Newspoem 31 December 2015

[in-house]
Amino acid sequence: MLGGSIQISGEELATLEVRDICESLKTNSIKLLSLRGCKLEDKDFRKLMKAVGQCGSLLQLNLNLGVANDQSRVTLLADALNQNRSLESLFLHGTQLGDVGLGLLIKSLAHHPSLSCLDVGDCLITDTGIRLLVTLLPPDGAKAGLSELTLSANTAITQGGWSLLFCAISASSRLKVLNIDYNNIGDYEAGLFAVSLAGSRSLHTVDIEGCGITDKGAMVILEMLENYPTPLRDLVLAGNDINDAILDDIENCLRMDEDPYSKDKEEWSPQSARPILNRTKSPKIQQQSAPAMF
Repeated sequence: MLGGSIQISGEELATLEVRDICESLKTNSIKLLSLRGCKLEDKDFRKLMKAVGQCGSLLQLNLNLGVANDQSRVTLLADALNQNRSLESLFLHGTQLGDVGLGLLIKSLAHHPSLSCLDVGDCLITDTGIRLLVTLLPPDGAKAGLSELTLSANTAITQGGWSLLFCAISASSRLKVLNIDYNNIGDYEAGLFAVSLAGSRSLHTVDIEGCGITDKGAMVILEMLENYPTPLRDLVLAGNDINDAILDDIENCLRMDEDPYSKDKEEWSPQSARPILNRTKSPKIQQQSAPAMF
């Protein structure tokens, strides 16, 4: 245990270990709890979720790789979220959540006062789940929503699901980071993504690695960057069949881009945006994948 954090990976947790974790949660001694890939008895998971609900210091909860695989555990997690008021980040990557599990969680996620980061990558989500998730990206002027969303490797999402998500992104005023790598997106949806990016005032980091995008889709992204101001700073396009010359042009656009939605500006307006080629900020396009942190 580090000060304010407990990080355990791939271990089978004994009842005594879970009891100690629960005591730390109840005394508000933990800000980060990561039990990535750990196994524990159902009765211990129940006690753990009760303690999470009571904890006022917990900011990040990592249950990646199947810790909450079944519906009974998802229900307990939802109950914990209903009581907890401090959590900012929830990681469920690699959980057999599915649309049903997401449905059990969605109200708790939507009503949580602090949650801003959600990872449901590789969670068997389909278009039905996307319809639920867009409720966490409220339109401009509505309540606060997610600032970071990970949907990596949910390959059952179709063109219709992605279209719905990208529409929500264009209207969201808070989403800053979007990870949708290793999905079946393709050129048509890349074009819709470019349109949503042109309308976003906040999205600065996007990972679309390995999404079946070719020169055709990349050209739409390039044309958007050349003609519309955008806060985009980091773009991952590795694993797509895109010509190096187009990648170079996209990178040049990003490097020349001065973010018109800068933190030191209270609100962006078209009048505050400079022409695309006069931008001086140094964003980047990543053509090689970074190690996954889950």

[*This newspoem was compiledin 2015 from every mention of a death in the fluffy daily news source The Skimm. How many middle eastern deaths are equivalent to that of one American celebrity?]